It isn’t. None of it is.
Perhaps the reason why people are surprised to learn that I’ve been unhappy (besides the fact that I never really said so) is because I do, in fact, have a great life. I have everything I need and much of what I want. I know that I should appreciate that – and I do.
But I wouldn’t say that everything has gone according to plan. Writing press releases in a one-bedroom apartment and doing 75 percent of my grocery shopping at a Target was never what I dreamed my life would be.
I’d like to think there’s much more to it. I want to do work that I think is important. I want to live in a place that excites me. I want to meet curious and interesting people. At some point, I’d even like to find someone who will take me to dinner not because I’m leaving, but because he just wants to.
I don’t doubt that I could find all that in New York, but there’s been a pull to do it elsewhere. This past summer, it got too strong to ignore.
“Well you’re making a change,” this guy said over dinner. “You weren’t happy so you’re doing something about it.”
“Yes, exactly,” I said. “I was unhappy, so I made a big change.”
It was a painfully honest moment – one that I probably would have cared to do without in front of someone who I’d rather think that I’m living well. There’s always something a little pitiful about announcing things are a mess.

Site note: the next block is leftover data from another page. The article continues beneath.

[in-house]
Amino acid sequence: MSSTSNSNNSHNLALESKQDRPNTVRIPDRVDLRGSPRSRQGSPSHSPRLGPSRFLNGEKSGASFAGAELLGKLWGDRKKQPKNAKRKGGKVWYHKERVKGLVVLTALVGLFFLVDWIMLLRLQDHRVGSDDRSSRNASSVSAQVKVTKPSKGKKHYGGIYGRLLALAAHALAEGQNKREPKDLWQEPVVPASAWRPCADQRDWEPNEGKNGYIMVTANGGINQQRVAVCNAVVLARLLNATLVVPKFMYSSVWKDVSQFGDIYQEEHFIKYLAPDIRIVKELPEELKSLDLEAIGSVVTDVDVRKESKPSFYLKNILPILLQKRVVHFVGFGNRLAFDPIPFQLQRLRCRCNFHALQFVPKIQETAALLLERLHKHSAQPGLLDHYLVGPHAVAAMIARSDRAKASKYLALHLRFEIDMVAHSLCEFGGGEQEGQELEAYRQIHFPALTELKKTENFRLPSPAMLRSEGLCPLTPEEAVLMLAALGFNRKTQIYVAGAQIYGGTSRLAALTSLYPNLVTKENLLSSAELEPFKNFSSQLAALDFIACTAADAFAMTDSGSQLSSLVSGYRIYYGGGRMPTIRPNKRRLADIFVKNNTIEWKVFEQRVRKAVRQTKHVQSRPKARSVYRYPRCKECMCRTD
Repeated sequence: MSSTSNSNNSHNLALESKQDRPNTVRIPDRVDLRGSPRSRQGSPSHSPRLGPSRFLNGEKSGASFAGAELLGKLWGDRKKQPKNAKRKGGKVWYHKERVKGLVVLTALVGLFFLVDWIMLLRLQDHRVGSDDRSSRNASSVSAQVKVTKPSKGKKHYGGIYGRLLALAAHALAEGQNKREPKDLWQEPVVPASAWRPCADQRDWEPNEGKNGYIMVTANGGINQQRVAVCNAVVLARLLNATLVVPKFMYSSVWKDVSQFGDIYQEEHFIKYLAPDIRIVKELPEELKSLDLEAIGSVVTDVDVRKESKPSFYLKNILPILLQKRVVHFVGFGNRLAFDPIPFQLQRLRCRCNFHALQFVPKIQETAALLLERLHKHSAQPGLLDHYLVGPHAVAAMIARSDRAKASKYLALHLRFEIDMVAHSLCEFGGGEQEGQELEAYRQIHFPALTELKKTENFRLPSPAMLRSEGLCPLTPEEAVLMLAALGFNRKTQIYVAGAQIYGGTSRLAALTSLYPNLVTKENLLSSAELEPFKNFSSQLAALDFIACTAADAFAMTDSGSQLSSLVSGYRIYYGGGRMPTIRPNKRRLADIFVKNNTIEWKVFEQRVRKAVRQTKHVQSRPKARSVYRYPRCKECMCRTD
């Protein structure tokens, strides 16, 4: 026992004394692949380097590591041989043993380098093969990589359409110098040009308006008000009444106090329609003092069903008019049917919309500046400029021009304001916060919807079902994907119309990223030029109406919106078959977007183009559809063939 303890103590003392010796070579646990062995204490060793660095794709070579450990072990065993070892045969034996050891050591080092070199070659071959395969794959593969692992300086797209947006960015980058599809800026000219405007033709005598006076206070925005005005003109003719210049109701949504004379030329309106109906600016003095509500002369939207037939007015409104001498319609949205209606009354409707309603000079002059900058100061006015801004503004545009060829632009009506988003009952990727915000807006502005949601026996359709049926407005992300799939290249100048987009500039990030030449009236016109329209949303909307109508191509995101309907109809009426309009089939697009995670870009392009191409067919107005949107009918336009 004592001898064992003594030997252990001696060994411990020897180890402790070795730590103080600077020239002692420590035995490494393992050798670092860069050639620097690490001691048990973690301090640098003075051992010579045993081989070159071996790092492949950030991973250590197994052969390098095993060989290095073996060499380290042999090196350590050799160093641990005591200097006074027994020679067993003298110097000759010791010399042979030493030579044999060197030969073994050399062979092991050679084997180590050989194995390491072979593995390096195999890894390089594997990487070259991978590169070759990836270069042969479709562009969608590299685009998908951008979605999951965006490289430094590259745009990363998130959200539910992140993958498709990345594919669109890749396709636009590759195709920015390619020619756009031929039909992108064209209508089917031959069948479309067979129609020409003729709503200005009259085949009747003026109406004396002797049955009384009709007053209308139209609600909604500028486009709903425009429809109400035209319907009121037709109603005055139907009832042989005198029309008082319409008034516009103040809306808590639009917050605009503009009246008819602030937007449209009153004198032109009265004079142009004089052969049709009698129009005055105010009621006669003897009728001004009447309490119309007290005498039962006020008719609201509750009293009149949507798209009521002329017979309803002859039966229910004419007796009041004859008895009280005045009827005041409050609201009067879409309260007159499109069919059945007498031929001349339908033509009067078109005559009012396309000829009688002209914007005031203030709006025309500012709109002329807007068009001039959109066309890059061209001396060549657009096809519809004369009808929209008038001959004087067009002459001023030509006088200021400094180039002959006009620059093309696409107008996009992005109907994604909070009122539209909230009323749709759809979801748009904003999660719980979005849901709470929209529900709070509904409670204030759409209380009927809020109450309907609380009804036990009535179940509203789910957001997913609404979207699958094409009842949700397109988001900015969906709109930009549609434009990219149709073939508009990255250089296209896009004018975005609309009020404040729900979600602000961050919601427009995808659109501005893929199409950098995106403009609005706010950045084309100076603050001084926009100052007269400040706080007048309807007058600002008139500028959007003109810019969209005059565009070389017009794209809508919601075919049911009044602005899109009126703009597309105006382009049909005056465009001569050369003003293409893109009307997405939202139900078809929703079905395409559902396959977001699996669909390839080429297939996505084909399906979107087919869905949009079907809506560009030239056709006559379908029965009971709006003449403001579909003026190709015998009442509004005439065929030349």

But if there’s any silver lining, it’s this: I’ve found that there’s great power to finally admitting that you’re unhappy. It comes as a huge relief to recognize that what you’re doing – no matter how good it looks and how hard you tried – isn’t enough.
I don’t know that this new plan will make me any happier, but it’s the best option left. Onward.
Note: In fact checking this post, I learned that most of the fish breeds my dad taught me are correct – at least according to a Google search. The clerk I met was apparently naming them in Latin. Manhattan. Always full of snobs.
Related: Sharing this TED Talk about “The Art of Being Yourself.” My favorite part is towards the end, where the speaker discusses how we all wait for a catastrophic moment to evaluate how we should be living. It’s much better to do it when things are going well.